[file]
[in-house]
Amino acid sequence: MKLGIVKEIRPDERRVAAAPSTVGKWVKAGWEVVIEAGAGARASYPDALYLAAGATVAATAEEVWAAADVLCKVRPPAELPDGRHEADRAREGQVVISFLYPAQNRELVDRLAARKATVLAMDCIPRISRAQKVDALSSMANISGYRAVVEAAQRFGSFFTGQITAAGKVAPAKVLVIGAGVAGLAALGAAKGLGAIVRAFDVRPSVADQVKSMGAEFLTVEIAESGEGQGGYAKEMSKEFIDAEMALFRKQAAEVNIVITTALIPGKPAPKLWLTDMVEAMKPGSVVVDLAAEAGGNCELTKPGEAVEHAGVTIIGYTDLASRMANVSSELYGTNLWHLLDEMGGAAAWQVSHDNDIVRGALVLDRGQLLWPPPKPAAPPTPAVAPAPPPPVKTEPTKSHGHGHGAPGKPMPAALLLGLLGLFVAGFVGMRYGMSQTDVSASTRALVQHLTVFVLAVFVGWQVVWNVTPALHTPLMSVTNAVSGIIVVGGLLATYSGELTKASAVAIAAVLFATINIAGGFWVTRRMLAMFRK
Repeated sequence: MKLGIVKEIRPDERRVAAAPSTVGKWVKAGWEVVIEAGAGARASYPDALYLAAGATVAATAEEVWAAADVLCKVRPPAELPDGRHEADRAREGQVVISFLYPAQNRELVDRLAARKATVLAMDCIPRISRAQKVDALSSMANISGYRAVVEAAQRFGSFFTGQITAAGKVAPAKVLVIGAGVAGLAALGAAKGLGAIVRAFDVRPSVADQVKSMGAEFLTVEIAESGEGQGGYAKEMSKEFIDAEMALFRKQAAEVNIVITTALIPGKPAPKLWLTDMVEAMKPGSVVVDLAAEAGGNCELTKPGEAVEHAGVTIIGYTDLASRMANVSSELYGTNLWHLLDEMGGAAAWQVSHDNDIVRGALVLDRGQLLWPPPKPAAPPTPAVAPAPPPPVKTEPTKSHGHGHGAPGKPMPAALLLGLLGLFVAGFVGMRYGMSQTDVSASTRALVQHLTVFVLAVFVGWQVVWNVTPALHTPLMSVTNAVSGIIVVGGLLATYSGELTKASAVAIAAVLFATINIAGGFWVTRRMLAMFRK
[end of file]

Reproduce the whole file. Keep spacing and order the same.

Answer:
[in-house]
Amino acid sequence: MKLGIVKEIRPDERRVAAAPSTVGKWVKAGWEVVIEAGAGARASYPDALYLAAGATVAATAEEVWAAADVLCKVRPPAELPDGRHEADRAREGQVVISFLYPAQNRELVDRLAARKATVLAMDCIPRISRAQKVDALSSMANISGYRAVVEAAQRFGSFFTGQITAAGKVAPAKVLVIGAGVAGLAALGAAKGLGAIVRAFDVRPSVADQVKSMGAEFLTVEIAESGEGQGGYAKEMSKEFIDAEMALFRKQAAEVNIVITTALIPGKPAPKLWLTDMVEAMKPGSVVVDLAAEAGGNCELTKPGEAVEHAGVTIIGYTDLASRMANVSSELYGTNLWHLLDEMGGAAAWQVSHDNDIVRGALVLDRGQLLWPPPKPAAPPTPAVAPAPPPPVKTEPTKSHGHGHGAPGKPMPAALLLGLLGLFVAGFVGMRYGMSQTDVSASTRALVQHLTVFVLAVFVGWQVVWNVTPALHTPLMSVTNAVSGIIVVGGLLATYSGELTKASAVAIAAVLFATINIAGGFWVTRRMLAMFRK
Repeated sequence: MKLGIVKEIRPDERRVAAAPSTVGKWVKAGWEVVIEAGAGARASYPDALYLAAGATVAATAEEVWAAADVLCKVRPPAELPDGRHEADRAREGQVVISFLYPAQNRELVDRLAARKATVLAMDCIPRISRAQKVDALSSMANISGYRAVVEAAQRFGSFFTGQITAAGKVAPAKVLVIGAGVAGLAALGAAKGLGAIVRAFDVRPSVADQVKSMGAEFLTVEIAESGEGQGGYAKEMSKEFIDAEMALFRKQAAEVNIVITTALIPGKPAPKLWLTDMVEAMKPGSVVVDLAAEAGGNCELTKPGEAVEHAGVTIIGYTDLASRMANVSSELYGTNLWHLLDEMGGAAAWQVSHDNDIVRGALVLDRGQLLWPPPKPAAPPTPAVAPAPPPPVKTEPTKSHGHGHGAPGKPMPAALLLGLLGLFVAGFVGMRYGMSQTDVSASTRALVQHLTVFVLAVFVGWQVVWNVTPALHTPLMSVTNAVSGIIVVGGLLATYSGELTKASAVAIAAVLFATINIAGGFWVTRRMLAMFRK